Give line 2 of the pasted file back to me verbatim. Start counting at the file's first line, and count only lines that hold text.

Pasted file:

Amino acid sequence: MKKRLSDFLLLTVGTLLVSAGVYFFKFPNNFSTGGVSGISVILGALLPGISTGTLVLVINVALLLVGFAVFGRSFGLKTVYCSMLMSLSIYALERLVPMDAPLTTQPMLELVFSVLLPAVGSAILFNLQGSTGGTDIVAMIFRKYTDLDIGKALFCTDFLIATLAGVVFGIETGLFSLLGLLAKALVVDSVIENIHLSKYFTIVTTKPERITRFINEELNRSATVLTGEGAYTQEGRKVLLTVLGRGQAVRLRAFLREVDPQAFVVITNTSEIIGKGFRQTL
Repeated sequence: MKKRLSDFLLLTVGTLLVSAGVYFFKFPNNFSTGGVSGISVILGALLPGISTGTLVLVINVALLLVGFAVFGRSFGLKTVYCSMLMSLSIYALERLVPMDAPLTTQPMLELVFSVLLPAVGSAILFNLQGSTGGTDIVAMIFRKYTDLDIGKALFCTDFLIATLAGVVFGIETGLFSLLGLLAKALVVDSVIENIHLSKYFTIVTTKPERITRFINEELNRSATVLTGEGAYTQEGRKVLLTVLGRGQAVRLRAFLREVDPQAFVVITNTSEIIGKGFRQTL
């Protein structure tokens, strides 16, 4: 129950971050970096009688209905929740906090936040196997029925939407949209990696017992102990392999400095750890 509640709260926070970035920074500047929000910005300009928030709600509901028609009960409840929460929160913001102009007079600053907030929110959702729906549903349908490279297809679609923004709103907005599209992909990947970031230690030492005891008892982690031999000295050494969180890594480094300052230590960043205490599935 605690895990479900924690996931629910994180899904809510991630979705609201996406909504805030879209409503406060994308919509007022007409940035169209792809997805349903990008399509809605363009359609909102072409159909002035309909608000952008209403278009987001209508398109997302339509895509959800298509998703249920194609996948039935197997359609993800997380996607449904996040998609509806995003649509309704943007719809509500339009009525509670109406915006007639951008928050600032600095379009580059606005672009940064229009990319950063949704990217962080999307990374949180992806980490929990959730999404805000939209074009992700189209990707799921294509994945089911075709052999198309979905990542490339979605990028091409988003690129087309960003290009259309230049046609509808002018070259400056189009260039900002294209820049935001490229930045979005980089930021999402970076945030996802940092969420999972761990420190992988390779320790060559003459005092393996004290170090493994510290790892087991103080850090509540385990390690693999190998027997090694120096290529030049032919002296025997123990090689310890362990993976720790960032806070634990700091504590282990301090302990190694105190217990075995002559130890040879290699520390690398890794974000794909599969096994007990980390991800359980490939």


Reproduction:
Repeated sequence: MKKRLSDFLLLTVGTLLVSAGVYFFKFPNNFSTGGVSGISVILGALLPGISTGTLVLVINVALLLVGFAVFGRSFGLKTVYCSMLMSLSIYALERLVPMDAPLTTQPMLELVFSVLLPAVGSAILFNLQGSTGGTDIVAMIFRKYTDLDIGKALFCTDFLIATLAGVVFGIETGLFSLLGLLAKALVVDSVIENIHLSKYFTIVTTKPERITRFINEELNRSATVLTGEGAYTQEGRKVLLTVLGRGQAVRLRAFLREVDPQAFVVITNTSEIIGKGFRQTL